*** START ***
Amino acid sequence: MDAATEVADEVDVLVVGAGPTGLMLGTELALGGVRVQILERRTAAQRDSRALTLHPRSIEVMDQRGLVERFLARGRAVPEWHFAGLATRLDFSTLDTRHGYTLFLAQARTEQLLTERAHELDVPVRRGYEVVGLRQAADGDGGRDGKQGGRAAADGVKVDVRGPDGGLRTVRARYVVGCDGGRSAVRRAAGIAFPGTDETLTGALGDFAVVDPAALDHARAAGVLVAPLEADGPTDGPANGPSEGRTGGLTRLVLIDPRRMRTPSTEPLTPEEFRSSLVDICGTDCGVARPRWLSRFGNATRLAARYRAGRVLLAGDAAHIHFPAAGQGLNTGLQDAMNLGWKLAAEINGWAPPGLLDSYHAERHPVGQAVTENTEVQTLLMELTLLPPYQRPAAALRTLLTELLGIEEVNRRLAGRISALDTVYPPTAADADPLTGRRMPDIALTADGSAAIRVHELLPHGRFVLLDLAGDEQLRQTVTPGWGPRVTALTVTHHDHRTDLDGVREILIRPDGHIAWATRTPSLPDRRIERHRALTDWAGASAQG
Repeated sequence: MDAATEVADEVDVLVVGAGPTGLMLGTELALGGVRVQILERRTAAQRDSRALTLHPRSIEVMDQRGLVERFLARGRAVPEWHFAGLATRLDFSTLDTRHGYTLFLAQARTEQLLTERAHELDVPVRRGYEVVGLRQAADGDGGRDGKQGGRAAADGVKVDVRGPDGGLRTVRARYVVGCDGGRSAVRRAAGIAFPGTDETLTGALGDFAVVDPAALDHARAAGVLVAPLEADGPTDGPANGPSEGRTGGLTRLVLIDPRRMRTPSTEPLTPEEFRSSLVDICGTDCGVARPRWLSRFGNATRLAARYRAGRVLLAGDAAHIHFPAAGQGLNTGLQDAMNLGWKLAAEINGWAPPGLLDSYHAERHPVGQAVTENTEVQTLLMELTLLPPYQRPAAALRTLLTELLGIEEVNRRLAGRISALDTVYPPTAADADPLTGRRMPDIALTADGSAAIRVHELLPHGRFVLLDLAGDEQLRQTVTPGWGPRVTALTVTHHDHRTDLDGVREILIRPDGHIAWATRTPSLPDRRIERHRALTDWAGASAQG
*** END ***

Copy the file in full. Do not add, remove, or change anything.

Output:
Amino acid sequence: MDAATEVADEVDVLVVGAGPTGLMLGTELALGGVRVQILERRTAAQRDSRALTLHPRSIEVMDQRGLVERFLARGRAVPEWHFAGLATRLDFSTLDTRHGYTLFLAQARTEQLLTERAHELDVPVRRGYEVVGLRQAADGDGGRDGKQGGRAAADGVKVDVRGPDGGLRTVRARYVVGCDGGRSAVRRAAGIAFPGTDETLTGALGDFAVVDPAALDHARAAGVLVAPLEADGPTDGPANGPSEGRTGGLTRLVLIDPRRMRTPSTEPLTPEEFRSSLVDICGTDCGVARPRWLSRFGNATRLAARYRAGRVLLAGDAAHIHFPAAGQGLNTGLQDAMNLGWKLAAEINGWAPPGLLDSYHAERHPVGQAVTENTEVQTLLMELTLLPPYQRPAAALRTLLTELLGIEEVNRRLAGRISALDTVYPPTAADADPLTGRRMPDIALTADGSAAIRVHELLPHGRFVLLDLAGDEQLRQTVTPGWGPRVTALTVTHHDHRTDLDGVREILIRPDGHIAWATRTPSLPDRRIERHRALTDWAGASAQG
Repeated sequence: MDAATEVADEVDVLVVGAGPTGLMLGTELALGGVRVQILERRTAAQRDSRALTLHPRSIEVMDQRGLVERFLARGRAVPEWHFAGLATRLDFSTLDTRHGYTLFLAQARTEQLLTERAHELDVPVRRGYEVVGLRQAADGDGGRDGKQGGRAAADGVKVDVRGPDGGLRTVRARYVVGCDGGRSAVRRAAGIAFPGTDETLTGALGDFAVVDPAALDHARAAGVLVAPLEADGPTDGPANGPSEGRTGGLTRLVLIDPRRMRTPSTEPLTPEEFRSSLVDICGTDCGVARPRWLSRFGNATRLAARYRAGRVLLAGDAAHIHFPAAGQGLNTGLQDAMNLGWKLAAEINGWAPPGLLDSYHAERHPVGQAVTENTEVQTLLMELTLLPPYQRPAAALRTLLTELLGIEEVNRRLAGRISALDTVYPPTAADADPLTGRRMPDIALTADGSAAIRVHELLPHGRFVLLDLAGDEQLRQTVTPGWGPRVTALTVTHHDHRTDLDGVREILIRPDGHIAWATRTPSLPDRRIERHRALTDWAGASAQG